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On Jan. 16, Southampton Town police officer Keith Phillips was credited with saving the life of a 39-year-old man who had overdosed on an opiate and was lying in the street across from the County Center in Riverside. He is one of 60 town officers who have received Narcan training, which is prevalent in all local police departments. Ms. Ganz said she believes the antidote has been an effective tool in controlling the number of deaths across Long Island, although its presence has not slowed the rate of overdoses.
“It’s not indicative that the crisis is getting better, but it is indicative that our resources and our planning and our access to Narcan is helping and working to keep people alive,” she said.
Narcan did not, however, save Michael Maffetone, whose symptoms set in for too long before an EMT administered the drug.
Later that night, his family found a needle and empty packets of heroin inside a DVD case tucked away in the bathroom. When they later got access to Michael’s cellphone, the Maffetones saw his last words, which came in the form of a text message to a drug dealer in Mattituck. “I want to go out with a bang,” he wrote.
At the time of his death, Michael was on parole following conviction on a conspiracy charge. Paul Maffetone said his brother became involved in transporting and selling drugs to feed his own habit. He was arrested after a raid of his Mattituck apartment in May 2010. At the time, Suffolk County District Attorney Thomas Spota called the bust, the result of an East End Drug Task Force investigation, the largest in county history. More than $40,000 in heroin was seized from the estimated $2 million drug ring. Michael Maffetone was one of 20 individuals, including 12 other East End residents, arrested in the sting.
“Big Maff,” as Michael’s friends knew him, spent 11 months behind bars, including time served in an upstate prison and months at the Suffolk County jail in Riverside, before he was released on a technicality. Over 60 percent of people in the county jail have some type of substance abuse problem, county Sheriff Vincent DeMarco said during a press conference last January.
Paul Maffetone said his brother developed his own drug problem following a workplace injury when he was 17 years old. Like many individuals who later use heroin, he first became hooked on prescription pain pills.
Since 2010, there have been 1,003 opiate deaths reported in Suffolk County, the ME’s records show. Twenty-four of those deaths involved people under the age of 20.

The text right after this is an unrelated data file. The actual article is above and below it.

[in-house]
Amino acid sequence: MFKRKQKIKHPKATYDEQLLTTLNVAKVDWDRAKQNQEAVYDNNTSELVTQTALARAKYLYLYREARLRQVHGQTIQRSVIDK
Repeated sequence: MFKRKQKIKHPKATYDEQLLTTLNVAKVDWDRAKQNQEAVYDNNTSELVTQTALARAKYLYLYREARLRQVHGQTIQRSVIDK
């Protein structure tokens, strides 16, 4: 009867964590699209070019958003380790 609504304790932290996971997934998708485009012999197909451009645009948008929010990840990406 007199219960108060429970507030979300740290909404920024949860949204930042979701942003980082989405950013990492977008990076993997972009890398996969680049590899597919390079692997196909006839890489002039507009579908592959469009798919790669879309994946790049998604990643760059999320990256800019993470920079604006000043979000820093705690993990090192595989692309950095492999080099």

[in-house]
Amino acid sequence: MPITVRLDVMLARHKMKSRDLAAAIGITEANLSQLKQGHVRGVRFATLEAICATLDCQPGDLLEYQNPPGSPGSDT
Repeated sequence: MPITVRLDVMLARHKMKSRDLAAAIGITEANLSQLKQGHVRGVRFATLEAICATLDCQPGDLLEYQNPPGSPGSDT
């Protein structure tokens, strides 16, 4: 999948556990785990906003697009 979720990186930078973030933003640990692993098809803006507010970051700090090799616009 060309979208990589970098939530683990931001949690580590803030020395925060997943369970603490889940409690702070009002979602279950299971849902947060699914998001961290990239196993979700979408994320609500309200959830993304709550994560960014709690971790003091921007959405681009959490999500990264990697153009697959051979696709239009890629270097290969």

“We’ve got to get to the kids,” said Mr. Maffetone, who blames pharmaceutical companies for his brother’s death. “The only way you can stop the epidemic is through prevention.”
Charlene Halsey Mascia, a substance abuse counselor and coordinator at East End Regional Intervention Court, also known as “drug court,” said last year that about 70 percent of current participants in the program are working to overcome addiction to heroin. Besides appearing in drug court twice a week, participants attend Narcotics Anonymous meetings and see therapists or psychologists.
The court, now in its 12th year, is available to nonviolent offenders over age 16 who face drug-related charges in East End courts.
They must enter a guilty plea and sign a contract that outlines the requirements for their participation and describes the alternate sentence, often jail, that will apply if they pull out of the program or don’t comply.
Working with local judges, prosecutors, drug counselors and others, the drug court aims to treat defendants’ addiction problems, rather than simply punish them.
This past Friday, in Southold Town Justice Court, a judge called the name of a North Fork resident who had been arrested last year on a heroin possession charge. An attorney approached the judge, speaking in hushed tones. They then moved on to the next case.
The young man was dead.
With reporting by Chris Lisinski, Joseph Pinciaro and Rachel Young
Photo caption: Michael’s HOPE team members (from left) Samantha Paulus, Kristina Amato, Jordan Stierle, Paul Maffetone and Trevor Murray. (Credit: Katharine Schroeder)